While Canadians might believe that we imprison fewer people than other countries do, internationally Canada has one of the highest incarceration rates after the United States and Russia. In 2000, Canada imprisoned its population at a rate of 118 per 100,000 people, compared to a European average of 84. The rate of incarceration in provincial prisons has risen 102 percent since the 1980s. In 2004/05, adult correctional service expenditures in Canada totalled $2.8 billion. The largest proportion (71 percent) of those monies was spent on prisons (CAEFS 2007; Beattie 2006). And just so we’re clear on this: imprisonment is an expensive strategy. Accordingto the Correctional Service of Canada (2005), it costs $110,223 per year to incarcerate a man in a maximum security prison, and $150,867 per year to incarcerate a woman in a federal prison.
The resort to incarceration becomes even more troubling when you consider that — contrary to popular belief — crime rates have actually been declining in recent years. The national crime rate reached its lowest point in over 25 years in 2006, having decreased by about 30 percent since peaking in 1991. The vast majority of criminal offences (about 48%) involve crimes against property; only 13 percent involve violent crime (Silver 2007). While most of the decline in the crime rate has been due to non-violent offences, homicides also declined by 10 percent (from 663 in 2005 to 605 in 2006) (Li 2007).
Yet, despite the drop in the crime rate, calls to ‘get tough on crime’ have been growing louder these days. We can’t seem to open a newspaper without reading of yet another story about the threat of crime and of the harsh measures that the capitalist state is taking to address this threat. Most recently, the Conservative government passed legislation designed to impose tougher mandatory prison terms for crimes involving guns, tougher bail laws, and tougher rules for repeat offenders — all of which will have the effect of exacerbating the already high rates of imprisonment in Canada.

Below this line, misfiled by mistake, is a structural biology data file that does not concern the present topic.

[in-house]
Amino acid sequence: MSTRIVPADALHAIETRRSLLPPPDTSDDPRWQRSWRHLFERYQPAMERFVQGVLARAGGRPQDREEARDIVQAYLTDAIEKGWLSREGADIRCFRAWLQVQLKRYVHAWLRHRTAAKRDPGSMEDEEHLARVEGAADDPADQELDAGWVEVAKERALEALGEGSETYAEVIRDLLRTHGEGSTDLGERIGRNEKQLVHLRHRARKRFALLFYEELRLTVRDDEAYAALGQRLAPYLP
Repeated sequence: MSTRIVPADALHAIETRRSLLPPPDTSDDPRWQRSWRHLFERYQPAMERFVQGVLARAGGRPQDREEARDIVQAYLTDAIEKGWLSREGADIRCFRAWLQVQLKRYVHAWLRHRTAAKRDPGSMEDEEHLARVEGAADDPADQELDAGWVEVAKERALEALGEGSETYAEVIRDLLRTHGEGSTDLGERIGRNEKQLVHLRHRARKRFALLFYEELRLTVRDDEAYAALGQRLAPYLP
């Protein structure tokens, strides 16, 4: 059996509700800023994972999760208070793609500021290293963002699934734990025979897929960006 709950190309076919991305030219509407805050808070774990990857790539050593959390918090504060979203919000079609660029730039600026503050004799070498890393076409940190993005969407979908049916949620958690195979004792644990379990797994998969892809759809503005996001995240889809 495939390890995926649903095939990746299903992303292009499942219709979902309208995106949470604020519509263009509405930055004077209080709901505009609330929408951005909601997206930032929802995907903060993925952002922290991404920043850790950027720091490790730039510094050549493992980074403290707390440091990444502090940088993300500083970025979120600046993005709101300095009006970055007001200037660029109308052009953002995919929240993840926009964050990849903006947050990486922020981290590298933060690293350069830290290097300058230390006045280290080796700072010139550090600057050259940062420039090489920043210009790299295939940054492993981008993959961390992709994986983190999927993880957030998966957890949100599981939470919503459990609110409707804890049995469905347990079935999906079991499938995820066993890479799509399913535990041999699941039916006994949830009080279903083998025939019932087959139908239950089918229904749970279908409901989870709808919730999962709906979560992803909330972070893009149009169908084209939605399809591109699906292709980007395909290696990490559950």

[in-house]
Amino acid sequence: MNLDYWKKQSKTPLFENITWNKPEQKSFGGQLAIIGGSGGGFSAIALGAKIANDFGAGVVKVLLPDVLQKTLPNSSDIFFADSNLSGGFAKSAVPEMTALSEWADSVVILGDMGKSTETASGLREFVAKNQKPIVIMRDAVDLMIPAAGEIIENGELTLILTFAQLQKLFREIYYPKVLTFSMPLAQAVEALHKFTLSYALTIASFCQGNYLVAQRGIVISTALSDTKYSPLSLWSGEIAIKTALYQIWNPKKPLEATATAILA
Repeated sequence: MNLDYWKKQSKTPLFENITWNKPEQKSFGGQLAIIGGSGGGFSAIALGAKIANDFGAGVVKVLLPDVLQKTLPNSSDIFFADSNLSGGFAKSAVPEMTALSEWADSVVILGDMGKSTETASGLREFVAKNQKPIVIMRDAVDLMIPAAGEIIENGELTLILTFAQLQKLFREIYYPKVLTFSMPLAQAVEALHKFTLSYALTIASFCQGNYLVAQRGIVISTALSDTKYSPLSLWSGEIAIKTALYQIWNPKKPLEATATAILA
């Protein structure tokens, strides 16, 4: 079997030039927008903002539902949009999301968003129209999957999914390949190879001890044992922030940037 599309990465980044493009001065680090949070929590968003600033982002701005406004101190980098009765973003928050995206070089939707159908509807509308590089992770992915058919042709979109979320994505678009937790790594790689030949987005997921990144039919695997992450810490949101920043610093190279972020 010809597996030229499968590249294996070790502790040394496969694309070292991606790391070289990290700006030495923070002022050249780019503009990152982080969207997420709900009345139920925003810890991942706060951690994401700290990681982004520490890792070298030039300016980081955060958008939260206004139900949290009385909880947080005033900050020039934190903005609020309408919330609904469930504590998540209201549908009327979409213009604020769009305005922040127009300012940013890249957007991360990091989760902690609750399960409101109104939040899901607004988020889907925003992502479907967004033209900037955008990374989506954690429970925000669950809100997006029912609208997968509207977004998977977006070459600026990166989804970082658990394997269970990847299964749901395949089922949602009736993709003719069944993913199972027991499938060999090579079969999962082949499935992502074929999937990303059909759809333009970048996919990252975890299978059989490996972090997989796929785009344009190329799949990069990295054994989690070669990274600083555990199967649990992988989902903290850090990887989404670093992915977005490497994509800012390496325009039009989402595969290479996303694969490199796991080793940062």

However, as the radical criminologists were so quick to point out in the 1970s, this ‘get tough on crime’ talk is not directed at the corporate executives who swindle and defraud the public, pollute the environment, maintain unsafe work places, or manufacture faulty products. In this regard, the incarceration of the Conrad Blacks or Martha Stewarts of the corporate world garners media attention more because they are the exception rather than the rule. So we need to be clear: all of this talk of ‘getting tough on crime’ and calls for more ‘law and order’ are really being directed at the poor and the marginalized.
Statistics regularly tell us that the vast majority of people incarcerated in Canada’s jails are economically marginalized. Almost half of all prisoners held in provincial custody were unemployed at the time of their arrest. Almost one-third of all prisoners have less than a grade 10 education (Statistics Canada 2001). And here we need to acknowledge that this resort to incarceration has not only a class, but also a racial character.
In the Canadian context, the racial character is most starkly evident in the over-representation of Aboriginal peoples in Canadian prisons. Although Aboriginal peoples made up just 3 percent of the Canadian population in 2005, they accounted for 22 percent of admissions to provincial jails and 17 percent of admissions to federal prisons. Their overrepresentation is most acute in the Prairie Provinces. In Manitoba, Aboriginal peoples made up only 11 percent of the population and a whopping 70 percent of sentenced custody admissions in 2005 (Beattie 2006). And Aboriginal women are even more over-represented in Canada’s jails than their male counterparts (Finn et al. 1999). For instance, they consistently make up over 70 percent of the women prisoners held at the Portage jail. Similar to the way that the prison has taken over the function of the ghetto as an instrument of control and containment for Black people in the States, prisons in Canada have become for many young Aboriginal people the contemporary equivalent of what the Indian residential school represented for their parents (Jackson 1989:216).
The full text of this speech is available here => (pdf, 7pp)Recommend this Post
Wednesday, July 16, 2008
Elizabeth Comack, "Whose Law and What Order?" Canadian Centre for Policy Alternatives, July 16, 2008.